The International Monetary Fund (IMF) has reiterated its commitment to tackling food crisis and payment challenges facing the global economy.
Its Managing Director, Ms. Kristalina Georgieva, stated this after the IMF’s Executive Board approved a new Food Shock Window under its emergency financing instruments, the Rapid Credit Facility and Rapid Financing Instrument.
“The new financing window will provide additional access to emergency financing to countries that have urgent balance of payments needs and are suffering from acute food insecurity, a sharp food imports shock, or from a cereals export shock. The new financing window will be open for one year,” she said.
She continued: “For some time, the combination of climate shocks, the pandemic, and regional conflicts have disrupted food production and distribution, driving up the cost of feeding people and families. Russia’s war in Ukraine has pushed the price of food and fertilizer even higher—hurting food importers and some exporters. As a result, a food crisis is spreading around the globe with a record 345 million people whose lives and livelihoods are in immediate danger from acute food insecurity.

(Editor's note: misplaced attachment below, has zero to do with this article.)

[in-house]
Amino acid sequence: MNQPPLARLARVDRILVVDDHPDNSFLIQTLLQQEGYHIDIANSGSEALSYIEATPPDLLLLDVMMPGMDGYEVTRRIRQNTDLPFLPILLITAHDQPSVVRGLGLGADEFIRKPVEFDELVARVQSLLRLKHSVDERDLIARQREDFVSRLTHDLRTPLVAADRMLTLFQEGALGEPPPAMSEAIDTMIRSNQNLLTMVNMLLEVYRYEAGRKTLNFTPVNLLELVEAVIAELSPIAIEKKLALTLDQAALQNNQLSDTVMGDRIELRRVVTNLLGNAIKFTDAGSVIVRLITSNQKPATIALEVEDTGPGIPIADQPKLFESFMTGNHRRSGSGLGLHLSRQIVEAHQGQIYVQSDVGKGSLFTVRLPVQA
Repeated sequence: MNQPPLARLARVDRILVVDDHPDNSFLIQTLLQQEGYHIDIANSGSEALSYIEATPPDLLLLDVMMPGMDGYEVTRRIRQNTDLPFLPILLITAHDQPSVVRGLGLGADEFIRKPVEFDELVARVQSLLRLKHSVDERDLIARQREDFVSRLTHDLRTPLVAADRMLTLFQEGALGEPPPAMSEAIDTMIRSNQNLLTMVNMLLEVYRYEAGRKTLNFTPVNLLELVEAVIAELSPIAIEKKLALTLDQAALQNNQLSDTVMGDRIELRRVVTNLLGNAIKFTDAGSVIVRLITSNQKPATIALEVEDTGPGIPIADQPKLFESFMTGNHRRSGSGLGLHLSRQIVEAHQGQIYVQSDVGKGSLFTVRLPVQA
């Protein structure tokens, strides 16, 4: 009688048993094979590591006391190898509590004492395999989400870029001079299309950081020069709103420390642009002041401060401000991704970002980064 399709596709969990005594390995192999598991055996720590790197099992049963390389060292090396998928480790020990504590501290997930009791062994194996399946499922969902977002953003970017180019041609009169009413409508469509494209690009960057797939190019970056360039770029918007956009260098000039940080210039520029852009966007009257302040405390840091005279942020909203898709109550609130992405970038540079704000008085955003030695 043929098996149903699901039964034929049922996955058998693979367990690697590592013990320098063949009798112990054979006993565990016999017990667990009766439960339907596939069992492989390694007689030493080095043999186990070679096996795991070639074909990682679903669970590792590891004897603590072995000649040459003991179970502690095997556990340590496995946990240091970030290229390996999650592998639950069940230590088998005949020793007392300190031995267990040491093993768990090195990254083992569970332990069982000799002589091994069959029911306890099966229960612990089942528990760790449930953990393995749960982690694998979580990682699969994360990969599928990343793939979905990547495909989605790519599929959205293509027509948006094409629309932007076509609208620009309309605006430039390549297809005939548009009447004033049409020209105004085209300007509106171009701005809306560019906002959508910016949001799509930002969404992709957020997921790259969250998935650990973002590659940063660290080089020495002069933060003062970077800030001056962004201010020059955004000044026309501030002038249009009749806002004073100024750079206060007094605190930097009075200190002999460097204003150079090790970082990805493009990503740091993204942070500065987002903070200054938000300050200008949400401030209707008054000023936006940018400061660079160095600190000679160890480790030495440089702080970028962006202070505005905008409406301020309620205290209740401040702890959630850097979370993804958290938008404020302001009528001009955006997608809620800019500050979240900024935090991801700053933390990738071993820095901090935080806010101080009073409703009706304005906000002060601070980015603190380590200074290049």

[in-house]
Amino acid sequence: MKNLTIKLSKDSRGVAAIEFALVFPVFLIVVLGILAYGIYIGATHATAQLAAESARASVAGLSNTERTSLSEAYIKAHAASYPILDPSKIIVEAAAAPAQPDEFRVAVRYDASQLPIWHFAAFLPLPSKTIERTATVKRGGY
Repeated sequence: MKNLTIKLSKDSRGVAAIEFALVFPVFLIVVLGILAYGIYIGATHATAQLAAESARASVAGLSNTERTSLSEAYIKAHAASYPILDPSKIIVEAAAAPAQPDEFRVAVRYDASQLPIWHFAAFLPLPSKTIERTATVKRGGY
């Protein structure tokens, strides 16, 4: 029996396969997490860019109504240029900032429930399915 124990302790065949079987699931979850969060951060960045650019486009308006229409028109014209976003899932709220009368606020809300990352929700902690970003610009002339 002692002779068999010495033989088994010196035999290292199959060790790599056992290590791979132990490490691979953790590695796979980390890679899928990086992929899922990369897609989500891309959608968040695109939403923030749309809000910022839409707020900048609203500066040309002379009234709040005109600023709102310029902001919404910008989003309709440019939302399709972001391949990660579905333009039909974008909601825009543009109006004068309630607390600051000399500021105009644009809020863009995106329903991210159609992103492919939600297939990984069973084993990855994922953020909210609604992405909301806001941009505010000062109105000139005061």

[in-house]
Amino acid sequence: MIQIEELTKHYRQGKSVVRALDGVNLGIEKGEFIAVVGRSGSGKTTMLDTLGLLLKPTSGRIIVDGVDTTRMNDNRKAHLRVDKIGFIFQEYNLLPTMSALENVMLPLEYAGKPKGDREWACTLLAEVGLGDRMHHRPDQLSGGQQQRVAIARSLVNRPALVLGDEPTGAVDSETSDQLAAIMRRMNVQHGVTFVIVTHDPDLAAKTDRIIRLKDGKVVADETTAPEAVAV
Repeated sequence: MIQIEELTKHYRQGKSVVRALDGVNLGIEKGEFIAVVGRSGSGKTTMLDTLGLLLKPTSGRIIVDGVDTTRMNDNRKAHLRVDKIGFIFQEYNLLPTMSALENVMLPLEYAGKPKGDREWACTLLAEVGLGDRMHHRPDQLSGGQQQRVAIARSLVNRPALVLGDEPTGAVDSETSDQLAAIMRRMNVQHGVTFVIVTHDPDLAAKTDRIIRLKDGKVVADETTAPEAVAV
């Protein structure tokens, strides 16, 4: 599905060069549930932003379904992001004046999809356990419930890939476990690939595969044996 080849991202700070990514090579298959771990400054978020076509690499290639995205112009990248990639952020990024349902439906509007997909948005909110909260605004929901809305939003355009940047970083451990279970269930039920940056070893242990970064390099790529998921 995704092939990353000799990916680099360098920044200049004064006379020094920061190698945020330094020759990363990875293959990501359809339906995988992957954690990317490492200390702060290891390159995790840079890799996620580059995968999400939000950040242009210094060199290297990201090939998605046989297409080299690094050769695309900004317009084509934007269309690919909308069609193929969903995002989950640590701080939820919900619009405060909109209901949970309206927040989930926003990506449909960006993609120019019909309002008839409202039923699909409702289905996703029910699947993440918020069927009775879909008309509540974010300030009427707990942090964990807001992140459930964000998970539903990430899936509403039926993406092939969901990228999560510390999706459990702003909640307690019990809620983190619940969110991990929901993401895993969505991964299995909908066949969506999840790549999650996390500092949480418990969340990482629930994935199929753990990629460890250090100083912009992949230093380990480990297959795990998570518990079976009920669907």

“The IMF, working with partner institutions, is actively contributing to the international response to food insecurity, notably by providing policy advice and financial assistance. The newly established Food Shock Window will provide an additional line of defence after grants and concessional financing.’’
Georgieva added: “We have worked extensively and expeditiously with our members and staff to finalize the proposal for the new Food Shock Window.
“At a time of such need and suffering, I am grateful to our membership and proud that the Fund has come together and responded so swiftly. We have worked with our members to secure additional channeling of SDRs which can help provide support to low-income countries through this new food shock window.
“With this new financing window, the IMF will be providing additional assistance to help people in vulnerable countries deal with one of the worst crises of all: hunger”.